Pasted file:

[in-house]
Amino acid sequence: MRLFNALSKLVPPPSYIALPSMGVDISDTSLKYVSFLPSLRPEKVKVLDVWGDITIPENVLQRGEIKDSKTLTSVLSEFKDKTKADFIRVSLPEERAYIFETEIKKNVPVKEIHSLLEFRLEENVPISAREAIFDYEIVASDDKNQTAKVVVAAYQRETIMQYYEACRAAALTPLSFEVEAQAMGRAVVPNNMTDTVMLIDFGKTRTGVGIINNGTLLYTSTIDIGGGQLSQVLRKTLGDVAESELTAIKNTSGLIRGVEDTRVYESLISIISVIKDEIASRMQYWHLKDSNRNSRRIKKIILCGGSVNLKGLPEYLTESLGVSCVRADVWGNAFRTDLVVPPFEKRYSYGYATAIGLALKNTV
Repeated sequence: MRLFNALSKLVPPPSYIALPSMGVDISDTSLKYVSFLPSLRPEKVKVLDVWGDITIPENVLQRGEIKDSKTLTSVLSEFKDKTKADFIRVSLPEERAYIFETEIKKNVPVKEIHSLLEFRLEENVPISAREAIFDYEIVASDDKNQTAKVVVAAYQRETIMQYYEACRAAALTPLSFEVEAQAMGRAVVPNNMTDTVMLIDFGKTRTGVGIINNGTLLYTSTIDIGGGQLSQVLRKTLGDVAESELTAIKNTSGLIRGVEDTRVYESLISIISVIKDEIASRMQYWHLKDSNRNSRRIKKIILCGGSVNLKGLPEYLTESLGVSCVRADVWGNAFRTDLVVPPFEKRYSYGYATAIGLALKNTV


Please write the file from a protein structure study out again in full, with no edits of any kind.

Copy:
[in-house]
Amino acid sequence: MRLFNALSKLVPPPSYIALPSMGVDISDTSLKYVSFLPSLRPEKVKVLDVWGDITIPENVLQRGEIKDSKTLTSVLSEFKDKTKADFIRVSLPEERAYIFETEIKKNVPVKEIHSLLEFRLEENVPISAREAIFDYEIVASDDKNQTAKVVVAAYQRETIMQYYEACRAAALTPLSFEVEAQAMGRAVVPNNMTDTVMLIDFGKTRTGVGIINNGTLLYTSTIDIGGGQLSQVLRKTLGDVAESELTAIKNTSGLIRGVEDTRVYESLISIISVIKDEIASRMQYWHLKDSNRNSRRIKKIILCGGSVNLKGLPEYLTESLGVSCVRADVWGNAFRTDLVVPPFEKRYSYGYATAIGLALKNTV
Repeated sequence: MRLFNALSKLVPPPSYIALPSMGVDISDTSLKYVSFLPSLRPEKVKVLDVWGDITIPENVLQRGEIKDSKTLTSVLSEFKDKTKADFIRVSLPEERAYIFETEIKKNVPVKEIHSLLEFRLEENVPISAREAIFDYEIVASDDKNQTAKVVVAAYQRETIMQYYEACRAAALTPLSFEVEAQAMGRAVVPNNMTDTVMLIDFGKTRTGVGIINNGTLLYTSTIDIGGGQLSQVLRKTLGDVAESELTAIKNTSGLIRGVEDTRVYESLISIISVIKDEIASRMQYWHLKDSNRNSRRIKKIILCGGSVNLKGLPEYLTESLGVSCVRADVWGNAFRTDLVVPPFEKRYSYGYATAIGLALKNTV